FIGS. 9a, 9b show a flat tube evaporator 270, which is connected on the refrigerant side to a refrigerant circuit 300 of a not-shown motor vehicle air-conditioning system. In the refrigerant circuit, a condenser 280 and a compressor 290 are arranged next to the evaporator 270. The evaporator 270 corresponds in its construction essentially to the state of the art (DE 198 26 881 A1 by the applicant) mentioned above and carries a flow of a conventional refrigerant (R134a). In addition, in another construction it is operated with an alternative refrigerant CO2 or R744. The evaporator 270 thus has flat tubes 230 and outer flat tubes 220 on undesignated corrugated fins, as well as upper and lower collecting tanks 230 and 320. A block 370 has the flat tube 230, two outer flat tubes 220, and also undesignated corrugated fins. The block 370 is delimited on two opposing sides by a cooling element 210. At least one cooling element 210, in particular each cooling element 210, is connected to a secondary circuit 380. The secondary circuit 380 has at least one feed line 350 and at least one return line 360. The secondary circuit has at least one load with at least one cooling body 330, which is heat-conductively connected to at least one electronic component 340 to be cooled. The return line 360 is arranged upstream of the cooling body 330 and is connected to at least one outlet connection 260 of the cooling element 210. The feed line is arranged downstream of the cooling body 330 and is connected to at least one inlet connection 250 of the cooling element 210. The cooling element 210, secondary circuit 380, and cooling body 330 carry a coolant, preferably a fluid coolant, especially a water-Glysantin mixture, wherein the coolant can be circulated by a not-shown pump. Other not-shown loads can be arranged, which are likewise cooled by the coolant flow, in the secondary circuit 380, which thus acts as a cooling circuit. The one or more cooling elements 210 transfer the heat absorbed by the coolant to the one or more outer flat tubes 220 and thus to the evaporator 270 and the refrigerant, i.e., the evaporator 270 acts as a heat sink for the cooling circuit 380. The one or more cooling elements 210 are arranged adjacent and especially parallel to the outer flat tube 220 of the evaporator 270, and in particular are connected to the outer side of the flat tube in a conductive, especially a heat-conductive way and with a material fit, especially through soldering, welding, adhesion, etc., and/or with a positive fit, especially through clips, screws, etc. According to the required cooling power, only one cooling element 210 can be connected to an outer flat tube 220. For a greater required cooling power, a cooling element is connected to each of the two outer flat tubes 220, so that at least two cooling elements 210 are connected to the evaporator 270. In comparison to the construction in FIGS. 1, 3, 4, the width 390 of the cooling element can be designed as larger or smaller according to the required cooling power. In FIGS. 1, 3, 4 the width 390 of the cooling element must be adapted to the modular dimensions of the flat tubes or the corrugated fins. In this embodiment, the width 390 of the cooling element 210 can be steplessly variable. With this embodiment, the number of cooling elements, and the width 390 according to the cooling power required in the secondary circuit 380, can be assembled as in a modular system. The one or more inlet connections 250 and one or more outlet connections 260 are arranged essentially parallel to each other, in the embodiment essentially adjacent to the lower collection tube 320. The cooling element 210 comprises a first outer face 390, a second outer face 400, and also a third outer face 410. In addition, the cooling element has a fourth outer face, which has essentially the size of the first outer face 390 and which is arranged essentially parallel to this face, a fifth outer face, which has essentially the size of the second outer face 400 and which is arranged essentially parallel to this face, and also another sixth outer face, which has essentially the size of the third outer face 410 and which is arranged essentially parallel to this face. In another embodiment, the one or more inlet connections 250 and the one or more outlet connections are arranged on at least the first outer face 390, and/or the second outer face 400 and/or the third outer face 410 and/or the fourth outer face and/or the sixth outer face, wherein the inlet connections 250 and the outlet connections 260 can be arranged on the same outer face of the same cooling element 210 or the inlet connections 250 can be arranged on a different outer face of the same cooling element 210 than the face on which the outlet connections 260 are arranged. FIG. 9c corresponds to FIG. 7a and shows a section through the cooling element 210. Identical elements are here designated with the same reference symbols as in the preceding figures. The cooling element 210, however, can also be formed as shown in FIG. 7b, 7c, or 7d.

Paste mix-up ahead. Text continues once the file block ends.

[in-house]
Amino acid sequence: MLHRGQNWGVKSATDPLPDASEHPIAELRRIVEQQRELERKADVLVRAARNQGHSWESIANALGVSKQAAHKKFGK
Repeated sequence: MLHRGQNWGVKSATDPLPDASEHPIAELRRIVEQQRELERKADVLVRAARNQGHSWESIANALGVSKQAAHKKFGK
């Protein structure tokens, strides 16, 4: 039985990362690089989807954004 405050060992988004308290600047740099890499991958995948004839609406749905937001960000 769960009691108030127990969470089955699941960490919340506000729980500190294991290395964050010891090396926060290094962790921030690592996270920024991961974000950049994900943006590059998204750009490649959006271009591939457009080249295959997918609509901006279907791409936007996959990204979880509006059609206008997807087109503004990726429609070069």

FIG. 10a shows the front view of a flat tube evaporator with cooling elements arranged on the outside on the evaporator block. FIG. 10b shows the isometric representation of a flat tube evaporator with cooling elements arranged on the outside on the evaporator block. FIG. 10c shows the isometric representation of another embodiment of a flat tube evaporator with cooling elements arranged on the outside on the evaporator block. FIG. 10d shows a cooling element that can carry a single flow. Identical features are provided with the same reference symbols as in the preceding figures.